The Sound of a Wild Snail Eating

28110858by Elisabeth Tova Bailey
Nonfiction
5 of 5 stars

I found this little book while browsing a hole-in-the-wall bookshop on the Venice Beach boardwalk. The title charmed me, the jacket intrigued me, and the first chapter pulled me in–I brought it home and I finally read it by the pool, utterly absorbed!

Bailey was struck with a sudden, severe illness at age 34 that left her bedridden, unable to perform the smallest tasks without fatigue and pain. She spends years in near-isolation, with doctors baffled and her friends unsure how to relate. But one day a friend brings a pot of violets with a small woodland snail they found, and leaves it on her nightstand because she “might enjoy it.” Wryly, Bailey wonders how a person “enjoys” a snail. Honestly, this is what amused me enough to buy the book–I shared her skepticism over this small, slimy creature!

As the days passed and she spent days unable to do much but watch the snail explore its new environment, she became acquainted with its habits, its interesting skills, and–yes–its personality! The snail’s pace closely matched her own, and her curiosity about it sustained her through the frustrations and setbacks of her illness. The chapters chronicle many interesting facets of snail life and behavior, and she always manages to tie it back to our lives with humorous or pithy remarks.

The book is broken up into six parts, and each part felt like a small meditation on life and our place in the world. I highly recommend it as a means of coping with stress–it’s a good reminder of what a life lived means and that no life is big or small–it’s just a life.

If you’d like to see more reviews or buy a copy for yourself, The Sound of a Wild Snail Eating is available on Goodreads and on Barnes & Noble’s website here. Please consider supporting your local bookstore!


Similar reads:

  • Wild: From Lost to Found on the Pacific Crest Trail by Cheryl Strayed – One woman’s journey along 1,000 miles of the PCT in an attempt to heal her heart from devastating loss. See my review here.
  • Summer at Tiffany by Marjorie Hart – A short, cute memoir about the first two floor girls working for a summer at Tiffany & Co. in New York City in 1945. Anyone who has been a transplant from the Midwest to a big city, or has worked in the service industry, will enjoy her snapshots of retail life filled with diamonds and celebrities.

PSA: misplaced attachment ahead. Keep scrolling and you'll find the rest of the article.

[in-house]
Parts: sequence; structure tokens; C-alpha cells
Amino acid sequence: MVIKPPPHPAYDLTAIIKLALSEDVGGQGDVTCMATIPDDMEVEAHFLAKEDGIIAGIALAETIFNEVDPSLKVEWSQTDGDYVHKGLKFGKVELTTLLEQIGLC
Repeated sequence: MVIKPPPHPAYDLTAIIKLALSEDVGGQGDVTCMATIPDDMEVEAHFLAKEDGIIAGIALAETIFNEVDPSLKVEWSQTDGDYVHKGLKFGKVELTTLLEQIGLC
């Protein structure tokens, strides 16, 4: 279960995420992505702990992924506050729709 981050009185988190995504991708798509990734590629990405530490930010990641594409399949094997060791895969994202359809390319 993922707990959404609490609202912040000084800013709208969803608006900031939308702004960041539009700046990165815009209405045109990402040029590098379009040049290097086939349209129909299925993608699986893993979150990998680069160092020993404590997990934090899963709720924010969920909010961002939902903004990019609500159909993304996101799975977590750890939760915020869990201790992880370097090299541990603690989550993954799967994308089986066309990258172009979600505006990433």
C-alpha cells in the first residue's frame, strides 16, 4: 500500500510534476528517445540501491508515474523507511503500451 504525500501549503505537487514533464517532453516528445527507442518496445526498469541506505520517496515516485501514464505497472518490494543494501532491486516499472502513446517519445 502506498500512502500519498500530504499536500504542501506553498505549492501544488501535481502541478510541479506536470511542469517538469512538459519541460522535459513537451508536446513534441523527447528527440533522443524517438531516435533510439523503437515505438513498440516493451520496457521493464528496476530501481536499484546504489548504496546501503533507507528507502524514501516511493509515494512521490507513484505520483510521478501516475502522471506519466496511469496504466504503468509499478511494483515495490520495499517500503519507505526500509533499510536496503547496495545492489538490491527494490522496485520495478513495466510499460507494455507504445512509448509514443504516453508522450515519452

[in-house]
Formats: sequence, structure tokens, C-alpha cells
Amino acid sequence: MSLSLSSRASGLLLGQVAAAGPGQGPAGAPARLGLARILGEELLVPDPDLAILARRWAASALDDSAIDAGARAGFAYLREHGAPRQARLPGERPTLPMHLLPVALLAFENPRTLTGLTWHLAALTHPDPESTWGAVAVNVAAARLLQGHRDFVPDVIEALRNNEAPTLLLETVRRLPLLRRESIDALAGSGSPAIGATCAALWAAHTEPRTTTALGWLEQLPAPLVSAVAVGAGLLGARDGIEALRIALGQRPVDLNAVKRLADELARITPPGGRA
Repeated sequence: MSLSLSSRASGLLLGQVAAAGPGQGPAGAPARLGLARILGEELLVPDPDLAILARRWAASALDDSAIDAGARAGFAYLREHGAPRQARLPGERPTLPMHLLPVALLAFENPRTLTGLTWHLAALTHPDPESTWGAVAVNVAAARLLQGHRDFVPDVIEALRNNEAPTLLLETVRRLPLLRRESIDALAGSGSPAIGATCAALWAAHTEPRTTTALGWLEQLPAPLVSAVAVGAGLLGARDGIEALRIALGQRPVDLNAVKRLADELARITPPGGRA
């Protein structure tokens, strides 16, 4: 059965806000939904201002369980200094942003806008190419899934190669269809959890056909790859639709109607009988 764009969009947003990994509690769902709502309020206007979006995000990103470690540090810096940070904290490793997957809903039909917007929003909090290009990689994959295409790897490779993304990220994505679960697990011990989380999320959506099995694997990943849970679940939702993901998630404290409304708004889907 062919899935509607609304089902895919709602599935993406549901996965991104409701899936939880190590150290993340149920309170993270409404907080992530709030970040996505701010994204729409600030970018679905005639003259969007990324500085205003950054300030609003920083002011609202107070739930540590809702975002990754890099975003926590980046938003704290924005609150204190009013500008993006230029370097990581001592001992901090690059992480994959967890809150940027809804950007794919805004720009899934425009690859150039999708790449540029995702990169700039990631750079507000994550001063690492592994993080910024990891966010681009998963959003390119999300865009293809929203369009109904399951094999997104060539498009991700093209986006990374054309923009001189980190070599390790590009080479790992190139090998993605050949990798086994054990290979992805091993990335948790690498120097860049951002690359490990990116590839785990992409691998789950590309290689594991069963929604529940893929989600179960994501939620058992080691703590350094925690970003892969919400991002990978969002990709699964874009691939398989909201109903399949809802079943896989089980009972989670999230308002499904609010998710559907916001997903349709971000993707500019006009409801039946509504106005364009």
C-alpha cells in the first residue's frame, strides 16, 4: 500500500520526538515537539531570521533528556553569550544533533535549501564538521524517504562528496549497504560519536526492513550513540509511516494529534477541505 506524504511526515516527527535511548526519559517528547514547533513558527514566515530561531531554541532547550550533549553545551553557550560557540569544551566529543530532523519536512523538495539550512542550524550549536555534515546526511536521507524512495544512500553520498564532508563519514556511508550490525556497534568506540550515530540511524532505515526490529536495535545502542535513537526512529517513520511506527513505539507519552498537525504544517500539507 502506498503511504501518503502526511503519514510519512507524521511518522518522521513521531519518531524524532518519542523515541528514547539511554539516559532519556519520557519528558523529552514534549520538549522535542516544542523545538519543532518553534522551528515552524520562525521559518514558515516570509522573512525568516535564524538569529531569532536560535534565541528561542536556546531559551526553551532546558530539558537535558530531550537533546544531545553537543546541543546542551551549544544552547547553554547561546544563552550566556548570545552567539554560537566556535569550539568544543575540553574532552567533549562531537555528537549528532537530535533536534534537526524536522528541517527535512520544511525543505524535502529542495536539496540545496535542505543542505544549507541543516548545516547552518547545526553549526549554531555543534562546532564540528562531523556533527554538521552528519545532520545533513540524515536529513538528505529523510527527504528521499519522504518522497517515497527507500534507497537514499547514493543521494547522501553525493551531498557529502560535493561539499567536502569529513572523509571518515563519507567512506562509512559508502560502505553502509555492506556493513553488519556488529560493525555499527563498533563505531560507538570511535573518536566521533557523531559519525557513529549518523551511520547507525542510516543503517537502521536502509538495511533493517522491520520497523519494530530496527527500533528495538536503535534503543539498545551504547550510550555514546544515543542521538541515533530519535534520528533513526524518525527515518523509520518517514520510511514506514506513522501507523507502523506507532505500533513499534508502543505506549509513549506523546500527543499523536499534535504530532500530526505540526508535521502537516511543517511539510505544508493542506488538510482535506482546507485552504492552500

• The Sweet Life in Paris by David Lebovitz – A fish out of water account of moving to Paris and attempting to build a new life. I found his stories to be funny and informative, and the recipes are decadent!

The Princess Saves Herself in This One

32334098by Amanda Lovelace
Poetry
4 of 5 stars
Debut: March 23, 2017

My nonfiction entry of the month! There aren’t exactly any surprises in this volume but it was a satisfying read nonetheless.

This was originally self-published via CreateSpace and much like Milk and Honey, it garnered such a response that the same publisher grabbed it and put out a hard copy. This deeply personal collection explores the arduous healing process after abusive relationships and has an uplifting ending. Broken up into four sections (The Princess, The Damsel, The Queen, You) it’s only after reading the darkest parts of the earlier sections that the final one can provide universal inspiration.

A short, powerful read and one that bravely lets you step into someone else’s soul. It’s impossible to ignore the emotion and courage poured into each piece, and it’s lovely reminder that no matter the grief and loss you suffer, there are bright spaces ahead of you.

If you’d like to see more reviews or buy a copy for yourself, The Princess Saves Herself in This One is available on Goodreads and on Barnes & Noble’s website here. Please consider supporting your local bookstore!


Similar reads:

  • Milk and Honey by Rupi Kaur – This emotional journey is tragic, beautiful, hopeful, and inspiring. I’ll be reading this many, many times.  Highly recommend – these simplistic and raw verses can speak to anyone! See my review here.